By Scott Serota
Fans of rock legends Eric Clapton and Steve Winwood flocked to the Izod Center in East Rutherford, NJ on Wednesday to witness opening night of their 2009 summer US tour. Flanked by an all-star band consisting of Willie Weeks on bass, Abe Laboriel, Jr. on drums, Chris Stainton on keys, and with Michelle John and Sharon White holding forth on backup vocals, the team journeyed effortlessly through the four-plus decades of musical history that had made them bona fide legends, unearthing no less than 22 cuts from Traffic, Derek and the Dominoes, and Blind Faith's catalogs- to classic solo material from their seminal 70s and 80s periods along with some rare surprises.
For those lucky enough to have witnessed the duo's reunion last February at Madison Square Garden, a rare and special show in its own right, opening night of the 2009 tour in New Jersey offered a world of refinements for even the most discriminating listener. This concert added a compelling and intimate new dimension to their formidable prowess that somehow Madison Square Garden couldn't facilitate.
Blind Faith may have lasted barely seven months at their apex, but the group's debut (and farewell) album remains a de facto masterpiece of classic rock even by today's standards. Precious few archival recordings exist of their now mythical US tour in July and August 1969, and even fewer written accounts have been published.
So it came as no surprise when more than 16,000 roaring devotees filled the stadium on a Wednesday night in New Jersey for the chance to witness the historic reunion.
'It's already written that today will be one to remember...'- "Had To Cry Today", Blind Faith, 1969
Pitch-perfect, crystal clear, and full of youthful energy, as if four decades had only reinforced the power and character of his voice since first committing those words to tape as a 21-year old in 1969 - as soon as Steve Winwood delivered that opening line, a veritable electric current went through the stadium. It was the sound of a voice that had not only survived the 60s miraculously unscathed and intact, but also one whose character had evolved and matured in the decades that followed.
The two icons went on to nail the entire side-A of their debut album before this sold-out stadium, replete with extended jams and vintage '60s goodness, interspersed with Winwood's "Glad" "Split Decision" "Dear Mr. Fantasy" and a stunning version of "Georgia on My Mind" that would make Ray Charles proud, with masterful vintage B-3 organ licks swirling out of the rotating Leslie speakers and into the New Jersey night. Winwood sang the song as if it were a prayer: full of grace, power, and reverence. This was more than just a love song to Georgia.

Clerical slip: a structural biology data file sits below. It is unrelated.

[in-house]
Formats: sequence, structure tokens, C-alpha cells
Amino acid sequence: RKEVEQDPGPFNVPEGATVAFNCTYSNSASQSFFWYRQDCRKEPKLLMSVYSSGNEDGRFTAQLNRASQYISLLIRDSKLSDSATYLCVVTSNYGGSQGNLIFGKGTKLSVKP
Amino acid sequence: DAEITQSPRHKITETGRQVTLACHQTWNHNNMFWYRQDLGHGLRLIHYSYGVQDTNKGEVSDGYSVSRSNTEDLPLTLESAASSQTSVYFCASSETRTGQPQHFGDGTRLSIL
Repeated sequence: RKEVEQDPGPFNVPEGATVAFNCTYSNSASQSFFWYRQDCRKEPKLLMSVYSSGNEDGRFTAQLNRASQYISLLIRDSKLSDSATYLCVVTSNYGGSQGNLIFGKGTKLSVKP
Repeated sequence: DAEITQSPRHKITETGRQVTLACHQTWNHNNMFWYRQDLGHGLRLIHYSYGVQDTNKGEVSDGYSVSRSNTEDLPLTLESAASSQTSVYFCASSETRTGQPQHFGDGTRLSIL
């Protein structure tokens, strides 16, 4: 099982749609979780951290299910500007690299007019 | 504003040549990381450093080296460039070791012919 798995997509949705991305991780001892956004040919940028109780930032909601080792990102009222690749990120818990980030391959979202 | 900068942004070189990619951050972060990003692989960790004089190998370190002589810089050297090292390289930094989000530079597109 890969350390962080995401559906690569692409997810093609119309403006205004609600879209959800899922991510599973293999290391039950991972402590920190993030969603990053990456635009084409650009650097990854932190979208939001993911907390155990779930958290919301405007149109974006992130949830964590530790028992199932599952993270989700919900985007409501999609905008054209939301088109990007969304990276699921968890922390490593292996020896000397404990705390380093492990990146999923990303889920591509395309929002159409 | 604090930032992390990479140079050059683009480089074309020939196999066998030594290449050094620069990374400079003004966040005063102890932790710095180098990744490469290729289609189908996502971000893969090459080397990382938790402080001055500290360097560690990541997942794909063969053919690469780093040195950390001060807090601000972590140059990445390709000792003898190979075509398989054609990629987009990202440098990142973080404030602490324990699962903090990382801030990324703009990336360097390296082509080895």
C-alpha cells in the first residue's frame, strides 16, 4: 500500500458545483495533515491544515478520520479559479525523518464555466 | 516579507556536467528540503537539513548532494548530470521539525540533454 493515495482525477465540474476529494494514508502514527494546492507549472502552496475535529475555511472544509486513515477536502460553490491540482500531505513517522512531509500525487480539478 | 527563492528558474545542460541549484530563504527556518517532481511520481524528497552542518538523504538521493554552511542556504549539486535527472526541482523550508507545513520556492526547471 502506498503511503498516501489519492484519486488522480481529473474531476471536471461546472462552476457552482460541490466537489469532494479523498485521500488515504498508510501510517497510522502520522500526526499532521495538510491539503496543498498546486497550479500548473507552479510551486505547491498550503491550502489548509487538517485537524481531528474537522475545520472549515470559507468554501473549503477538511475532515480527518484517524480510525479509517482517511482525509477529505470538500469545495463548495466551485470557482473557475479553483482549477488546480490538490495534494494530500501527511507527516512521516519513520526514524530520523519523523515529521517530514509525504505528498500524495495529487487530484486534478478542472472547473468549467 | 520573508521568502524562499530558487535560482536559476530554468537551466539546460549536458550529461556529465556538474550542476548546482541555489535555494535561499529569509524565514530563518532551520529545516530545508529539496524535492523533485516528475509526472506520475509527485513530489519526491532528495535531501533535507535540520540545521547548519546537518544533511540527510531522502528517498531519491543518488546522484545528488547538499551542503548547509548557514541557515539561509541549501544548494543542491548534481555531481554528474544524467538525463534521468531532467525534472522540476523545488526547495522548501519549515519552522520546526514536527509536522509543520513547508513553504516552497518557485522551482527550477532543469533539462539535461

The fans were feeling it too. As Clapton returned to the stage, three chairs were arranged in a half-circle. There was a unique sense of intimacy in the air, and as if in response Clapton delivered a gorgeous and mellow "Driftin" with Steve and Willie on acoustic. That kicked off a set of cuts from Clapton's famed Unplugged album, including "Nobody Knows You When You're Down and Out," and a rare acoustic "Layla" which was not performed at MSG, with Steve and Eric trading verses and solos.
Even for those who had dutifully memorized every note of the Unplugged album seventeen years before, to watch Clapton deliver his acoustic revelation before a mesmerized stadium of 16,000, to hear each meticulously crafted note in splendid detail was nothing less than incredible. He seemed to be accessing a richer palette of colors than previously evidenced on the original live masterpiece, breathing new life into his distinguished catalog.
As the two launched into the hypnotic intro section of their trademark "Can't Find My Way Home," trading mellifluous lines, smiling, and reveling in the roar of the crowd, one got the sense that the two were veterans, brothers in arms- that the night was not only a celebration of the music itself but also of surviving history together.
In that spirit, the duo paid homage to their friend, collaborator, and mentor Jimi Hendrix with a spellbinding, passionate "Little Wing" and "Voodoo Chile". Drummer Abe Laboriel, Jr. seemed to simultaneously channel Mitch Mitchell and Buddy Miles, Winwood expertly conjured up the B3 voodoo as he did on the original Electric Ladyland, and Clapton exercised some legendary magic…. transforming the arena into something of a séance. There were moments towards the end of "Voodoo Chile" wherein 16,000 people became completely hushed. Lighters aloft, they sat enraptured at every muted note, each lightly tickled key- a collective prayer of gratitude for the genius of Jimi Hendrix, Eric Clapton, and Steve Winwood.
Clapton then delivered a blistering "Cocaine", firing on all cylinders as if he had just taken the stage. It was hard to imagine that the 130-minute set was drawing to a close, but the band took a bow and left the stage amid thunderous applause, returning moments later to deliver the epic "Dear Mr. Fantasy," an encore that left the crowd energized and hungry for more.
As the throngs filtered out of the arena, through the cavernous maze of pedestrian tunnels and out into the summer night, the air buzzed with admiration and praise. Fans clustered around RVs blasting the MSG concert DVD in HD and surround sound, drinking beer and swapping stories of how they had traveled six hundred miles to be at the first show. They were fifty and they were fifteen, from all walks of life, old hippies and young hipsters, and for one night in Jersey we were all there.